The South Carolina Court of Appeals published two opinions:
In State v. Thompson, Appellants’ appealed joint convictions of homicide by child abuse (HCA) and unlawful conduct toward a child, the S.C. Court of Appeals affirmed Appellants’ convictions. Appellants raised three issues on appeal: 1.) Was there substantial circumstantial evidence of Mother’s guilt to justify the trial court’s denial of her directed verdict motion? 2). Was there substantial circumstantial evidence of Father’s guilt to justify the trial court’s denial of his directed verdict motion? 3. )Did the admission of photographs of Victim’s body taken at the crime scene and during his autopsy violate Rule 403, SCRE, due to their probative value being substantially outweighed by the danger of unfair prejudice?
The Court: (1) affirmed the denial of Appellants’ respective directed verdict motions on the HCA charge because the State’s evidence was sufficient to allow a reasonable juror to find Appellants guilty of HCA beyond a reasonable doubt; (2) affirmed the denial of Appellants’ directed verdict motions on the unlawful conduct charge because the evidence was more than sufficient to show Appellants neglected Victim’s needs, placing him “at unreasonable risk of harm” affecting his health; and maliciously inflicted “bodily harm” on Victim so that his health and life were “endangered”; and (3) affirmed the trial court’s admission of the challenged photographs pursuant to Rule 403 because the photographs, while graphic, were necessary to help the jury fully understand that doctor’s testimony regarding the nature of Victim’s injuries resulting in his death. Accordingly, the Court affirmed Appellants’ respective convictions for HCA and unlawful conduct toward a child.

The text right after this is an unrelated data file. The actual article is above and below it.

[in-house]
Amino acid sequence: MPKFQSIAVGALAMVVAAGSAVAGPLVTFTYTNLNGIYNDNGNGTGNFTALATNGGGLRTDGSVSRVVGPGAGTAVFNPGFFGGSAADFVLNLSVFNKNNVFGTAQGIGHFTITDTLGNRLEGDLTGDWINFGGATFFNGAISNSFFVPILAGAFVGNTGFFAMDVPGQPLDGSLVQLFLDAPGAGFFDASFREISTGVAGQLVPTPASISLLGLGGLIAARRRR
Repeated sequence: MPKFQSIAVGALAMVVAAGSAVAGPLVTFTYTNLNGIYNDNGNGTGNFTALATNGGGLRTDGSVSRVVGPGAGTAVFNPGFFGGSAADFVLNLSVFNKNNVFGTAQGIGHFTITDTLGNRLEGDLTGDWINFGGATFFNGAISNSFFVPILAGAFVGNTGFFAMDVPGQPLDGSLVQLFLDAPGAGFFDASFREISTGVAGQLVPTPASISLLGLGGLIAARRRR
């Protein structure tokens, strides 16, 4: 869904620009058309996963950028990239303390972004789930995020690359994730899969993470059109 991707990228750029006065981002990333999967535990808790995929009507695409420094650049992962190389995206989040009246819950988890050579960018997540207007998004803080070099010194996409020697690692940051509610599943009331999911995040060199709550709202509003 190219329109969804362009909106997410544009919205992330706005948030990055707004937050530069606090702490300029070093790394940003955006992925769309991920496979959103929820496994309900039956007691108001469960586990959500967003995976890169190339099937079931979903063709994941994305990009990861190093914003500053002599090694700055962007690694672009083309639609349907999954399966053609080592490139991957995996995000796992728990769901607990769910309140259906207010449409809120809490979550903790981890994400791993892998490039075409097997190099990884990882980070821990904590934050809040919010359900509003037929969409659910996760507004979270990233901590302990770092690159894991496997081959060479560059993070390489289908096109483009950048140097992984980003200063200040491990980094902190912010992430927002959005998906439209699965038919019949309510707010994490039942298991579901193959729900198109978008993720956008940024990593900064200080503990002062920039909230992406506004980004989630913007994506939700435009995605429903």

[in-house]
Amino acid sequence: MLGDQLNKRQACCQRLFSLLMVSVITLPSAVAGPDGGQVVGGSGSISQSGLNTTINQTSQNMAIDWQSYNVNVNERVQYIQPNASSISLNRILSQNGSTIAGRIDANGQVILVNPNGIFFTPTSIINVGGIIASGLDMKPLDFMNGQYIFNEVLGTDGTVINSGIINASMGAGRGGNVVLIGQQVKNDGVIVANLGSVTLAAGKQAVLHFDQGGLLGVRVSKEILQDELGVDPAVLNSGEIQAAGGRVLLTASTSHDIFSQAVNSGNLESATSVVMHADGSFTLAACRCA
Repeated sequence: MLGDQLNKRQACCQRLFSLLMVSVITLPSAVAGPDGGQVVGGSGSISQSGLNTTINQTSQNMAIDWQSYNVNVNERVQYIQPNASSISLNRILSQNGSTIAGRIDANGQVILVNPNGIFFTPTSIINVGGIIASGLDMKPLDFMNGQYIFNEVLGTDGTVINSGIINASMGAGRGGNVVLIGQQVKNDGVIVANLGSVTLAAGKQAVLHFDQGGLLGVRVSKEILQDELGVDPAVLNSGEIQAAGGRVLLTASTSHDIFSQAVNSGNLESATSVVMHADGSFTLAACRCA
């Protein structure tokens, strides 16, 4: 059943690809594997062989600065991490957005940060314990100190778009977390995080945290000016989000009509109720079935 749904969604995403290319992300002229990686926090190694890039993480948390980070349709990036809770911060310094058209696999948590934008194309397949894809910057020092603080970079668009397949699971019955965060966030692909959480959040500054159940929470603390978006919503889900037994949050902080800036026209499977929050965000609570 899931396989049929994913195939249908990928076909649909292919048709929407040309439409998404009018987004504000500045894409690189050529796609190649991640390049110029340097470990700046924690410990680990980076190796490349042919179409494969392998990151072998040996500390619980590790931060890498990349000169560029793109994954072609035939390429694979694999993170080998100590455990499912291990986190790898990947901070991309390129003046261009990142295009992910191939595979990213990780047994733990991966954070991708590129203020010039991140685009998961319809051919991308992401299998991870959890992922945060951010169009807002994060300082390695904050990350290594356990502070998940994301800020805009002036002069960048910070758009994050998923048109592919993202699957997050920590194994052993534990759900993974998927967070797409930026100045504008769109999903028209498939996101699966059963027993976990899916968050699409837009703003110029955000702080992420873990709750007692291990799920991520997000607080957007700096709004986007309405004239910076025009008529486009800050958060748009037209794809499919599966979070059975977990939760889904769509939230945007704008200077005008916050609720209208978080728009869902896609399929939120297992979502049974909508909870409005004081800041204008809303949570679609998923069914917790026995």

In SC Public Interest Foundation v. Courson, SC Public Interest appealed the circuit court’s order denying SC Public Intere’s motion for attorney fees and costs, arguing S.C. Code Section 15-77-300 applies to Senators John Courson, Darrell Jackson, Joel Lourie, and John L. Scott (the Senators).
The Court held that the circuit court properly denied SC Public Interest’s motion for attorney’s fees because South Carolina recognizes the longstanding doctrine of legislative immunity for legislators carrying out their legislative duties. Nothing in the plain language of state action statute indicates the General Assembly intended to waive legislative immunity; therefore, legislative immunity prevents the statute from applying to Senators.